Pork Tenderloin Schnitzel with Biscuit Crumbs

Yep, I had leftover biscuits one day, so I made breadcrumbs out of them and put them in the freezer. In the back of my mind, I was thinking they would be good on top of chicken casserole, as an alternative for actual biscuits, but today, they came in handy for breading pork schnitzel. Any fresh breadcrumb would work here, as well.

If you’ve never sliced a pork tenderloin—not a loin, but a tenderloin—you might not know how delicate the meat in this cut is. You do not need to pound this meat to make it thin enough for schnitzel; it’s so tender, that all you need to do is press it flat with your fingers. The one exception might be those odd ends of the tenderloin, which you can literally pound with the heel of your hand. I put my 1/2″ slices between plastic wrap to press, as you can see in the photo. Then it’s just a matter of the traditional flour-egg-breadcrumb breading and a quick fry of about 2 minutes per side, and your little tenderloin turns into a stack of schnitzel. Everything else—sweet potatoes and asparagus—roasted in the oven for an easy, but pretty glamorous meal.

Pork Tenderloin Schnitzel with Biscuit Crumbs

  • Servings: 3-4
  • Difficulty: easy
  • Print

one 1 1/2 lb pork tenderloin, trimmed and sliced in 1/2″ slices (don’t confuse a tenderloin with a pork loin)

1 cup flour, seasoned with 1 tablespoon dried thyme, 1/2 tablespoon garlic powder, 1 teaspoon salt and 1/2 teaspoon pepper

2 eggs, whisked with about 1-2 tablespoon of milk or water

2 cups fresh biscuit or bread crumbs

olive oil to cover skillet

1 tablespoon butter per batch

  1. Place tenderloin slices between sheets of plastic wrap and press each to flatten with hands. End pieces may need to be pounded a little with the heel of your hand. Pounding a tenderloin with something heavy, like a meat tenderizer, will be more likely to turn the delicate cuts into mush.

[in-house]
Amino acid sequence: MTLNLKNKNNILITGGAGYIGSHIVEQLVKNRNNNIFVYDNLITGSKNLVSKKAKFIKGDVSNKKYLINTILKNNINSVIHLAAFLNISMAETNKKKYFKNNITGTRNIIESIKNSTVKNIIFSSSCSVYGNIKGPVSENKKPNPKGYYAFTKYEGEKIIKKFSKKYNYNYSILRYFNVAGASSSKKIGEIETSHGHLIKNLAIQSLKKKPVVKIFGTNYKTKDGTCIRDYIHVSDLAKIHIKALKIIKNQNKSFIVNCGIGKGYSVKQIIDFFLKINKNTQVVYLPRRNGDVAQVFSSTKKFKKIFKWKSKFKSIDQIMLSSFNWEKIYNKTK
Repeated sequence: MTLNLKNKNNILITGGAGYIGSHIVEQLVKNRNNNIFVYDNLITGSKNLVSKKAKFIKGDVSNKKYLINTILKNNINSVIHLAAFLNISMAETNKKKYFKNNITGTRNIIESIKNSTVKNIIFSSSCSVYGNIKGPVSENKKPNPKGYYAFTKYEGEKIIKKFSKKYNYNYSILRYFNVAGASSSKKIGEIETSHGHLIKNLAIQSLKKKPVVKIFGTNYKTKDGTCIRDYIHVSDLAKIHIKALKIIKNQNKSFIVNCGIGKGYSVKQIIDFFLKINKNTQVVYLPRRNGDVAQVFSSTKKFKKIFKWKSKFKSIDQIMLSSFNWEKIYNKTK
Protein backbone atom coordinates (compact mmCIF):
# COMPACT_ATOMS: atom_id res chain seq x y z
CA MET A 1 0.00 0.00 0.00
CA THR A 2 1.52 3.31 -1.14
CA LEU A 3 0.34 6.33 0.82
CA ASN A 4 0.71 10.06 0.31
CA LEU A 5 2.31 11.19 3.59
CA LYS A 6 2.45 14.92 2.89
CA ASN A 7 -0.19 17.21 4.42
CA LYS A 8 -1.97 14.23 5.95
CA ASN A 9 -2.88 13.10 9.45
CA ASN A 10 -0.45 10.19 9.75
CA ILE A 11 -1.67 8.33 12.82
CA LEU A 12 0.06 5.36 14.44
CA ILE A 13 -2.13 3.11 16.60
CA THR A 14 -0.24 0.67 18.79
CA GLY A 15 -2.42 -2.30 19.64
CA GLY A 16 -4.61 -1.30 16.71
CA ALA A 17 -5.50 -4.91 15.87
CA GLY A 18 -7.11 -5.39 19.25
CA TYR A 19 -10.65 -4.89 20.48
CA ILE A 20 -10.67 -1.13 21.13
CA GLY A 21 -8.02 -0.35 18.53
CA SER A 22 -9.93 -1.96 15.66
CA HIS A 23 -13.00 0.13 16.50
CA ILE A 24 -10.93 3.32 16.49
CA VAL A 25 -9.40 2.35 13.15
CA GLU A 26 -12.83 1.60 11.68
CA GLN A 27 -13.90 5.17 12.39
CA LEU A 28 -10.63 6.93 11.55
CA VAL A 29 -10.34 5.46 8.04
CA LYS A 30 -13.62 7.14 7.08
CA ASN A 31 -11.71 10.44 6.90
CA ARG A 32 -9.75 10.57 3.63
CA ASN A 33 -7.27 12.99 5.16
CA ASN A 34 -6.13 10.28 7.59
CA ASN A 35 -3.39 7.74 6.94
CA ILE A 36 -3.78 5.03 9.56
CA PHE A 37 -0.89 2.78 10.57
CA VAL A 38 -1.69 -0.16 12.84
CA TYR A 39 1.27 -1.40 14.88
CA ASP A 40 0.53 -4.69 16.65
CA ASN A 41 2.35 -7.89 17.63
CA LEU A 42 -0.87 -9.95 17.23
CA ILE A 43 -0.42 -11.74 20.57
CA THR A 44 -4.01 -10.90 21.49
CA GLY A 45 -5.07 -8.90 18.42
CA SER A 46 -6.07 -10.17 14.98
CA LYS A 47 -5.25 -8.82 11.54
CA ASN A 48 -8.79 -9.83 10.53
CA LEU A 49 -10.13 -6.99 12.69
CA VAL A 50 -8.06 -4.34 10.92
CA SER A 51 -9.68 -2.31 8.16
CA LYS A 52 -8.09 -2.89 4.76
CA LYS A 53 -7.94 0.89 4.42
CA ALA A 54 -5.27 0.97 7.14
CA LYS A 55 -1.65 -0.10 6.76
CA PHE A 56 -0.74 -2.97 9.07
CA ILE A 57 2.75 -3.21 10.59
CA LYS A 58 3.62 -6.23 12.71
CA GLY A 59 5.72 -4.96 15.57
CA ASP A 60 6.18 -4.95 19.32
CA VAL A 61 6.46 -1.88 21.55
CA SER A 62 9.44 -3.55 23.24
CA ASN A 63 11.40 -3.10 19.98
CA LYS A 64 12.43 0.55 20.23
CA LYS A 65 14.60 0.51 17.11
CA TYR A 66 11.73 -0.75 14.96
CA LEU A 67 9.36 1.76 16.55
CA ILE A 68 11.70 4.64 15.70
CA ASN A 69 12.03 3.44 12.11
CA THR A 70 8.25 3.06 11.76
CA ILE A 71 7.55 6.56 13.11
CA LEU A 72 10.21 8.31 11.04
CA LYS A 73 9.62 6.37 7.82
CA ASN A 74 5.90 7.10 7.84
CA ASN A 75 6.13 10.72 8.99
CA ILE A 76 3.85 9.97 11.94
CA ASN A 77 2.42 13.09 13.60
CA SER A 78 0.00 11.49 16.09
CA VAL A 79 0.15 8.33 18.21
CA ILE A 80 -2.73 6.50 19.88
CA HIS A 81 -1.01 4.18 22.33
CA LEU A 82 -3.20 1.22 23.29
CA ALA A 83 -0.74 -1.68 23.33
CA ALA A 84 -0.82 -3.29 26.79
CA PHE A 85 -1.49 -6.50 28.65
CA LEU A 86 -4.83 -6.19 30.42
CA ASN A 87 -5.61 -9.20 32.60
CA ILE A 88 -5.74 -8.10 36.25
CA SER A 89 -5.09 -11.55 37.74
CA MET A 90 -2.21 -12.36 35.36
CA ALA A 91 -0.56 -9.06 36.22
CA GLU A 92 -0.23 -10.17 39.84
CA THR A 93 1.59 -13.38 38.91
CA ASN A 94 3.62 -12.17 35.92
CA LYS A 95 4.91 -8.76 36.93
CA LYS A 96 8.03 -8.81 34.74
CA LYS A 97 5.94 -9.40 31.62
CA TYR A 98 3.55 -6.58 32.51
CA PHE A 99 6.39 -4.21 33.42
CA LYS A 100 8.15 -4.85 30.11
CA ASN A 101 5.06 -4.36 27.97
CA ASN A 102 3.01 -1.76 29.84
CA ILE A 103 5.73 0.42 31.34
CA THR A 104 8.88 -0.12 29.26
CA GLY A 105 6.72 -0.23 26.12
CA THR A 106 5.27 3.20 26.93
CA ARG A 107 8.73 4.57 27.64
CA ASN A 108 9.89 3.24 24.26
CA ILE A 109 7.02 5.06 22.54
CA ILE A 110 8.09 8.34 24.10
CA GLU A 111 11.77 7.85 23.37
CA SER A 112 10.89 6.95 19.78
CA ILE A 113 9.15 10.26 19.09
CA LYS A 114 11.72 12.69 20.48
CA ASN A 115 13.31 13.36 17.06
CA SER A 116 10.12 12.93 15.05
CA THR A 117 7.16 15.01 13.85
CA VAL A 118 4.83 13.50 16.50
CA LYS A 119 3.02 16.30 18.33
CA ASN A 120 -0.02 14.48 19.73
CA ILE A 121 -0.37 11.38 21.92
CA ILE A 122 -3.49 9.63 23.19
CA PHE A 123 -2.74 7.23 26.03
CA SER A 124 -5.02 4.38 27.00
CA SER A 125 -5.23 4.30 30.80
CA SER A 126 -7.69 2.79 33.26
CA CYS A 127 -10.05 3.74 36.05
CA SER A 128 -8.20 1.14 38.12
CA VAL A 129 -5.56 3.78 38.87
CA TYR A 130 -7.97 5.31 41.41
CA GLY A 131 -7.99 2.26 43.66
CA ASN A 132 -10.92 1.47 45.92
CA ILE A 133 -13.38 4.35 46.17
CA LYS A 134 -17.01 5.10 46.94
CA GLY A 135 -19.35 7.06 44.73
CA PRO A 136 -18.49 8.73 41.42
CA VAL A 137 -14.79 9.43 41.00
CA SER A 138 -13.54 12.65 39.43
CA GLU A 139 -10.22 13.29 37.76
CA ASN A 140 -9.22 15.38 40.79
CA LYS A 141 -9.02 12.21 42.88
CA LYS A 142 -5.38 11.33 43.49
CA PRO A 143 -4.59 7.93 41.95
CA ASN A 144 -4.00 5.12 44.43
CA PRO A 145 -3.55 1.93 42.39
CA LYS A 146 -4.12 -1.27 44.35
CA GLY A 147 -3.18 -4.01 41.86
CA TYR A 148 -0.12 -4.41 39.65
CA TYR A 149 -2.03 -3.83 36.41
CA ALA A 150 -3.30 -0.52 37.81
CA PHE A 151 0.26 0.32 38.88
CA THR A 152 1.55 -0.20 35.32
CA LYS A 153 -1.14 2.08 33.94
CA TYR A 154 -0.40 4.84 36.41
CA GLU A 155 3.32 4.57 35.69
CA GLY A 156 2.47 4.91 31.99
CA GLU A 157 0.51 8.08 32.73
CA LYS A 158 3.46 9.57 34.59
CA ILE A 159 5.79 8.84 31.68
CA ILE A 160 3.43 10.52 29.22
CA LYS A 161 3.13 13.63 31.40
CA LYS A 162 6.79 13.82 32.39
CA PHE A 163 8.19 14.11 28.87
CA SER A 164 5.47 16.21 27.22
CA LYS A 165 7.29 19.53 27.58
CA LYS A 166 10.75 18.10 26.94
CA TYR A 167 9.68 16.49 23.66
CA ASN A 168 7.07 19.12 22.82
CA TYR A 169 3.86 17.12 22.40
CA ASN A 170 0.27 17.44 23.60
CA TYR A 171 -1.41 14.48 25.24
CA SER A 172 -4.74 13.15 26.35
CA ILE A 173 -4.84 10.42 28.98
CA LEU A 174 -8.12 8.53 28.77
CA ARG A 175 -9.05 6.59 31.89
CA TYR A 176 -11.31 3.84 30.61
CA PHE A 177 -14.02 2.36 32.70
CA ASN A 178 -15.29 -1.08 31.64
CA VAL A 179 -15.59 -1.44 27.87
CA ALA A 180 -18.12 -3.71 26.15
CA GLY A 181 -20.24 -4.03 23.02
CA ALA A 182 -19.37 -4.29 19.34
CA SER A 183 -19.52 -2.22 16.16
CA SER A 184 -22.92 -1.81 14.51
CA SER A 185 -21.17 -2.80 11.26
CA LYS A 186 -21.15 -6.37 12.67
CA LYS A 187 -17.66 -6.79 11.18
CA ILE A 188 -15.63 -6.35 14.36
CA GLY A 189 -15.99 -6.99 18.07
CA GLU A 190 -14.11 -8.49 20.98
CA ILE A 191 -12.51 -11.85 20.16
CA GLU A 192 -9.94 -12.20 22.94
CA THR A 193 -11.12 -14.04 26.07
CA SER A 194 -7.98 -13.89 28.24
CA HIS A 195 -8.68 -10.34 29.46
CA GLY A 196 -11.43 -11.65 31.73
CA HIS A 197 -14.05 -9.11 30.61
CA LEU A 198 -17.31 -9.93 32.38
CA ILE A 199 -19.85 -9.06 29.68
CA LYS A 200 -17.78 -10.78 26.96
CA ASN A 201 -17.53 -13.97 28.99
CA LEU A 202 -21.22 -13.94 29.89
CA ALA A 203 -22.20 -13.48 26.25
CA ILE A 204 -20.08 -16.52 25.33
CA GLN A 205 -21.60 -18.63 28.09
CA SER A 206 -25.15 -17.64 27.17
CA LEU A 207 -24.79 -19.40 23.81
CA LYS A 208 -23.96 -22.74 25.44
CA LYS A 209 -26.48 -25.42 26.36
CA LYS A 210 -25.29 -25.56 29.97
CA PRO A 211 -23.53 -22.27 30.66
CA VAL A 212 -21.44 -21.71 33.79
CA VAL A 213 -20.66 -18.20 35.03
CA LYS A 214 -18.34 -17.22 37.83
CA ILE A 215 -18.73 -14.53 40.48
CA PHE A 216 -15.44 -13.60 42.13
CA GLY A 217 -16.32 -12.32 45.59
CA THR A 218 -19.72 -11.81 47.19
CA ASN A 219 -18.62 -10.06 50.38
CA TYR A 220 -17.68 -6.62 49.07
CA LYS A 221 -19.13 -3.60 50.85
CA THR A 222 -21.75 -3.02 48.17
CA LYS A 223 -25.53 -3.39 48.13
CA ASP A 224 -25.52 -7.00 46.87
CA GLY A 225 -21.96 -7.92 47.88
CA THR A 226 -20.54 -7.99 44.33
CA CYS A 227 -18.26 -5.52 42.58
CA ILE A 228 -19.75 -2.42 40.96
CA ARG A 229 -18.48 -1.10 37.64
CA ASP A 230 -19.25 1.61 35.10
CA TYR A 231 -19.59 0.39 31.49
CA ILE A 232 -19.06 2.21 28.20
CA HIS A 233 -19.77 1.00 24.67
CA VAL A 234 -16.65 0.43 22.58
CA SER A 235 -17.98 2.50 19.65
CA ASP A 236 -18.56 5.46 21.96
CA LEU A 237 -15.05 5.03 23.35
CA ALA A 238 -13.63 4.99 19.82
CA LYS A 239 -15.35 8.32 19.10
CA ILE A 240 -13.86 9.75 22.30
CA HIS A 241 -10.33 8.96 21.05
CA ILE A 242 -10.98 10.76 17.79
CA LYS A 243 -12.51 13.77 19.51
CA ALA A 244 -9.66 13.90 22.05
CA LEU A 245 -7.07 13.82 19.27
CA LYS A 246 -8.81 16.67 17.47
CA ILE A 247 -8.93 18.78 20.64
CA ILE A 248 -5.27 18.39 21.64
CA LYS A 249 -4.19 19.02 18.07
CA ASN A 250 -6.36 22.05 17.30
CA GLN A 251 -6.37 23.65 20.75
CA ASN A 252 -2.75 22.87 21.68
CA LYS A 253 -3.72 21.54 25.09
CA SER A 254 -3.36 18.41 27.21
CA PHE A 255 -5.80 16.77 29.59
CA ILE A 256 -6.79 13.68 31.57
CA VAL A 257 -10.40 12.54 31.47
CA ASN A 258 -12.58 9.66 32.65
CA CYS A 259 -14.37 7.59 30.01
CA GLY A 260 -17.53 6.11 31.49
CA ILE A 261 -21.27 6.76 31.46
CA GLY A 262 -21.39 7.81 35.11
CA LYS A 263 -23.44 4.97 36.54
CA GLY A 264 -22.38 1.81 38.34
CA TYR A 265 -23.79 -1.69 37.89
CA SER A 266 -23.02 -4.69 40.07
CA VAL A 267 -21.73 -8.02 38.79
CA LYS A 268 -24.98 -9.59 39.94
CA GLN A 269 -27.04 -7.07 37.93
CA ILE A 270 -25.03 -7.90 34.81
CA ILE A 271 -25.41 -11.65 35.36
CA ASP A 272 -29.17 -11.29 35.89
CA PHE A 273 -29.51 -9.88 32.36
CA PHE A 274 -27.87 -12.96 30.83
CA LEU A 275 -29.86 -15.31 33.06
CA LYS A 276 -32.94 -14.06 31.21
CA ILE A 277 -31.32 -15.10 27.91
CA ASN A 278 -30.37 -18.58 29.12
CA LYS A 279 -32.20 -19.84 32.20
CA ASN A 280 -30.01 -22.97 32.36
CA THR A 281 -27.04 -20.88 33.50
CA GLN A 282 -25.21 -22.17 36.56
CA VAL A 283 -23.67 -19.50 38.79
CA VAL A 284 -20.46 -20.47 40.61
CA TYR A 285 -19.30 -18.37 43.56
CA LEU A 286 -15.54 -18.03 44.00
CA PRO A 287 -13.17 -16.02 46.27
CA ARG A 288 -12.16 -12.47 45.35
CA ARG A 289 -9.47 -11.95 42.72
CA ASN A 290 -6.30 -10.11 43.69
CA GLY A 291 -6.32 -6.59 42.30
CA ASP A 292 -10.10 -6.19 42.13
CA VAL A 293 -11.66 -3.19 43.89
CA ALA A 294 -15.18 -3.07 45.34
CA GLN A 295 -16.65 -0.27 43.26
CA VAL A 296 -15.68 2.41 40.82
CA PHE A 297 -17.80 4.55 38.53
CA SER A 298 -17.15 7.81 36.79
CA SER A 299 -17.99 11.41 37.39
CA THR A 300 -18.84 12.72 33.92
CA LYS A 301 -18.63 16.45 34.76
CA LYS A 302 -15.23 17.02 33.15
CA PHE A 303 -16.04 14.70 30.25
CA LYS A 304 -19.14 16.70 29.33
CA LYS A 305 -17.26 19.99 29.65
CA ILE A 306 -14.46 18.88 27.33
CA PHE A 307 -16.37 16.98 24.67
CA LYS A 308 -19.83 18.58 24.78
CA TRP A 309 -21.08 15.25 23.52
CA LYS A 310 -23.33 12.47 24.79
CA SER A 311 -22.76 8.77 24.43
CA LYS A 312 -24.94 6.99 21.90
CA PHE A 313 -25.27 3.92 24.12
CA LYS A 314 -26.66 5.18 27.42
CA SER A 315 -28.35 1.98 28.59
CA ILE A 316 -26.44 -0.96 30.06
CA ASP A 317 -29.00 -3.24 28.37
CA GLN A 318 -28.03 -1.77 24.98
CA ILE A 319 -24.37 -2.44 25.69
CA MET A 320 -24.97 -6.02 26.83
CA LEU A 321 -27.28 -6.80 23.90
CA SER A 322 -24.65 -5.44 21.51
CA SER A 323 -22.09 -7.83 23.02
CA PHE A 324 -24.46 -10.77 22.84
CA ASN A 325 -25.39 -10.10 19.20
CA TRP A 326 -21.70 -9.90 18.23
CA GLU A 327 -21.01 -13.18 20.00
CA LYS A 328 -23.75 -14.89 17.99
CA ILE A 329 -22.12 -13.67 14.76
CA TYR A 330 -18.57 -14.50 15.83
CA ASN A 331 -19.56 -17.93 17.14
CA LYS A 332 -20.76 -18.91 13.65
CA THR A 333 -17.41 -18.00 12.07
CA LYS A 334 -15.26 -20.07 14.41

2. Bread the flattened cutlets by dredging in the seasoned flour or shaking in a sealed plastic bag. Dip the floured cutlets in the beaten eggs—I turn them in the wet eggs with a spoon to fully coat the flour. Place the wet cutlets in the breadcrumbs, pressing to coat. Place the breaded cutlets on a paper towel for as long as 30 minutes.
  3. Heat a large skillet over medium high heat—I used an 11″ chicken fryer with high enough sides to prevent splatter. When the pan is very hot, add enough oil to cover the bottom, then add 1 tablespoon butter. When the fats are hot, place a batch of breaded cutlets in the pan without letting their edges touch each other. Fry until browned, about 2 minutes; turn over and brown the other side. Remove to paper towels and begin another batch. Pay attention to the level of oil so there is enough to prevent sticking and add another tablespoon of butter for each batch.

If you want to make larger cutlets, you can use a pork loin, which will stand up to more traditional pounding before breading.

Author: Barbara

I have a PhD in American Literature and taught in higher education for over twenty years and directed two Centers for Instructional Technology before retiring.

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